- Thursday, 16 February 2017 14:09
- By: Ryan Pickrell, Daily Caller
The University of California, San Diego (UCSD) has invited the exiled Tibetan leader to deliver the keynote address at this year’s commencement ceremony, and Chinese students are outraged, Inside Higher Ed reports. In a rather peculiar turn of events, these Chinese students, who would not be permitted to protest in China due to government regulations, are using the growing trend of campus activism in the U.S. to pressure UCSD to accept the Chinese government’s official position on the Dalai Lama.
Some students are protesting under the online banner #ChineseStudentsMatter.
UCSD chancellor Pradeep K. Khosla described the Dalai Lama as a “man of peace” who “promotes global responsibility and service to humanity,” but China perceives him as a separatist leader determined to divide a united China. For decades, the Dalai Lama called for a free and independent Tibet, but he has since moderated his position, calling for a “high degree of autonomy.” China firmly opposes all of the Dalai Lama’s interactions with foreign governments and institutions.
After discussing the situation with officials at the Chinese consulate, the Chinese Students and Scholars Association at UCSD posted a statement online in response to the university’s decision to invite the Dalai Lama to speak at graduation.
“The Dalai Lama is not merely a religious person. He is also a political exile who has long sought to divide the motherland and destroy national unity,” the students wrote, adding that the organization “resolutely rejects any attempt to slander and belittle Chinese history through provocative acts and offensive political remarks that affect China’s international image.”
“If the university insists on acting unilaterally and inviting the Dalai Lama to give a speech at the graduation ceremony, our association vows to take further measures to firmly resist the university’s unreasonable behavior,” the CSSA warned.
Repeating a common Chinese expression used in situations such as this, the Chinese students asserted that the university’s decision has “deeply hurt the feelings of Chinese students and scholars.”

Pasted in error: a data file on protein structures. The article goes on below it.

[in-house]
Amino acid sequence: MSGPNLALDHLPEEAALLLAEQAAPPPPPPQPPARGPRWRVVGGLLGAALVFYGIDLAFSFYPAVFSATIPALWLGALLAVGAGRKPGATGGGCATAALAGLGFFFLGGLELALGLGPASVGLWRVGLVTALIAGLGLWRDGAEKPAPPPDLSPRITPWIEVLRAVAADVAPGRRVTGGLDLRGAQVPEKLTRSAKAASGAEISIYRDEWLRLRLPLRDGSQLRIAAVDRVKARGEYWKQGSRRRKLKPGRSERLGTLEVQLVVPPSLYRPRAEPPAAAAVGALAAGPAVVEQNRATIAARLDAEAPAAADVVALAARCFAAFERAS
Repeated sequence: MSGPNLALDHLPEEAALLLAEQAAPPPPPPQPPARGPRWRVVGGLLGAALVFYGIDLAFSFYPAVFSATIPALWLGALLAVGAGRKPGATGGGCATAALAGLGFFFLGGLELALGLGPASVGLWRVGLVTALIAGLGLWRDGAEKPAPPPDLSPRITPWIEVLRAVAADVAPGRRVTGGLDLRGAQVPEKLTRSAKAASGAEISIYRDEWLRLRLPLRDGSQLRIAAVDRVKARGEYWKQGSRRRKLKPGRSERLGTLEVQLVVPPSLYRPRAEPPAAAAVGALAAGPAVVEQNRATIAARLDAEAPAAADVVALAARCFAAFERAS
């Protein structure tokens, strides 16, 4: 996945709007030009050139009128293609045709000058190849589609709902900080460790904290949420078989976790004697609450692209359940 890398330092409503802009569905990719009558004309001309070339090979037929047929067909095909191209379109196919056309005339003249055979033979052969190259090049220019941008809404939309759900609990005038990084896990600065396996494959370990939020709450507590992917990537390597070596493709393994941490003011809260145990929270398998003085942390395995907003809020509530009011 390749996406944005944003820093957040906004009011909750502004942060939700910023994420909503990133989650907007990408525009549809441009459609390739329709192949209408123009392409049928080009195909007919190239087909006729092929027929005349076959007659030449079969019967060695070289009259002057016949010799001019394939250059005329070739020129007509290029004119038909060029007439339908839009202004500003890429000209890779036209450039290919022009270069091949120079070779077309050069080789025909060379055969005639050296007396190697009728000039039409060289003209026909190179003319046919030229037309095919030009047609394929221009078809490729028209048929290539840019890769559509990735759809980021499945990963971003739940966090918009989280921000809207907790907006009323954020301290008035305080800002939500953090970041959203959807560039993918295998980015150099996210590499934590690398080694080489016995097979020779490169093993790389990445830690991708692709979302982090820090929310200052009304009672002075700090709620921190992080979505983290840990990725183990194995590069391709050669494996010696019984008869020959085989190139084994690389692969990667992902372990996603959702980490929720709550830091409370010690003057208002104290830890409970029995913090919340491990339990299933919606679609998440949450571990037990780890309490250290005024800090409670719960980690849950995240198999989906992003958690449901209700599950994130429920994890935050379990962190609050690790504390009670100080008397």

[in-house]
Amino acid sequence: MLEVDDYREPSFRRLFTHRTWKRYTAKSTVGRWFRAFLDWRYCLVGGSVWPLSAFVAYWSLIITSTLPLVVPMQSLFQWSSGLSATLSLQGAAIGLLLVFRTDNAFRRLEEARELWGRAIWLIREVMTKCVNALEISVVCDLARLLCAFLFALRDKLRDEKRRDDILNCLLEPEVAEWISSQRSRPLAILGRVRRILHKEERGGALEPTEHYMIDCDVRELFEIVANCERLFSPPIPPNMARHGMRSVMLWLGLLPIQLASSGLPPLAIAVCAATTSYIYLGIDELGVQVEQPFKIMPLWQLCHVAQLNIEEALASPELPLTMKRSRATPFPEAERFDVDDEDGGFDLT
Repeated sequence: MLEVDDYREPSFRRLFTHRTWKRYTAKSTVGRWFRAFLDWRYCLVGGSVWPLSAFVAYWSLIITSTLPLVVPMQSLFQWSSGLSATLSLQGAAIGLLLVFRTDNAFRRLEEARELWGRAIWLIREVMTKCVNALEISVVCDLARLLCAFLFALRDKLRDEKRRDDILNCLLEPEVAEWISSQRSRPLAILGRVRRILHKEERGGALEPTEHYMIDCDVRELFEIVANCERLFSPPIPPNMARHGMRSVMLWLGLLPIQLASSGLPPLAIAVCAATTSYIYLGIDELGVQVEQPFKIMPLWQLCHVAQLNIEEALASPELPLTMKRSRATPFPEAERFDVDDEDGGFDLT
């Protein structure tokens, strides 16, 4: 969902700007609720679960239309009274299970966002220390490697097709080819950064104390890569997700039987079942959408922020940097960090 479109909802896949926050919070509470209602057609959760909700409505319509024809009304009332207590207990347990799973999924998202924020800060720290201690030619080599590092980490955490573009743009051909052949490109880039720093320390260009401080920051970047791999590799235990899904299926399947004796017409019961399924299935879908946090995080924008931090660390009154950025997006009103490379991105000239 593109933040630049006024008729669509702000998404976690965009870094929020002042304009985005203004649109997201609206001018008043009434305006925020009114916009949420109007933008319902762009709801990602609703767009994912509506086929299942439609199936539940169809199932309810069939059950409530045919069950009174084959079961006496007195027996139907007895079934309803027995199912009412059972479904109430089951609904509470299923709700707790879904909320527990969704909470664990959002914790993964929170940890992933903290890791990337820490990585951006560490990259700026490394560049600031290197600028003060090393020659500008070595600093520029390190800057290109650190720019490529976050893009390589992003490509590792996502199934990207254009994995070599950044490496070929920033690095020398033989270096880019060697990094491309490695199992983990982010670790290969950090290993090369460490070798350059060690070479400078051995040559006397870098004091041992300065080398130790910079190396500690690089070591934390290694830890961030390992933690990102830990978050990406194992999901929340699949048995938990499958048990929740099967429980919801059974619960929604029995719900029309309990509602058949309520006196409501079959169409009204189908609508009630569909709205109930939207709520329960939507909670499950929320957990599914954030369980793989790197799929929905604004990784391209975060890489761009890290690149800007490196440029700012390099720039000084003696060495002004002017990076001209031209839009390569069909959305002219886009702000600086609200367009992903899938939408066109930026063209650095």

“While the campus and the whole UC schools are protesting against Donald Trump and his racism and sexism, UCSD invites the ethnic seccessionism. Is that supposed to be irony or UCSD really believes that it make sense,” one student wrote on Facebook.
Some observers suspect that the Chinese students at UCSD are acting on behalf of the Chinese government.
“They are acting as an arm of the Chinese embassy or consulate,” Robert Barnett, the director of the modern Tibetan studies program at Columbia University suggested to Inside Higher Ed reporters. “Nevertheless, we have to also recognize that the university has taken a strong position here, one that many people will sympathize with, but which is a challenge to the position taken by the Chinese government and shared by some Chinese.”
The CSSA denies that it is connected to the Chinese government.
“We don’t have any relationship with the consulate,” explained John Li, a UCSD student and CSSA member stressed to reporters, “Lots of people believe that we are the consulate’s agent, but we are actually not. We are a 100% student-run organization.”
UCSD faces a difficult decision. The university can either stand up to the pressures from foreign students to adhere to the demands of a foreign government, or it can give in to preserve peaceful relations with the expanding Chinese student population in the U.S.
The Chinese students on campus have demanded that the university censor the Dalai Lama’s speech, but the university is unlikely to do so, as the university reaffirmed its position recently.
“The University of California, San Diego, has always served as a forum for discussion and interaction on important public policy issues and respects the rights of individuals to agree or disagree as we consider issues of our complex world,” UCSD explained, noting that the Dalai Lama “carries a message that promotes global responsibility and service to humanity that is of great interest to the UC San Diego community and to our students as they enter their professional lives.”
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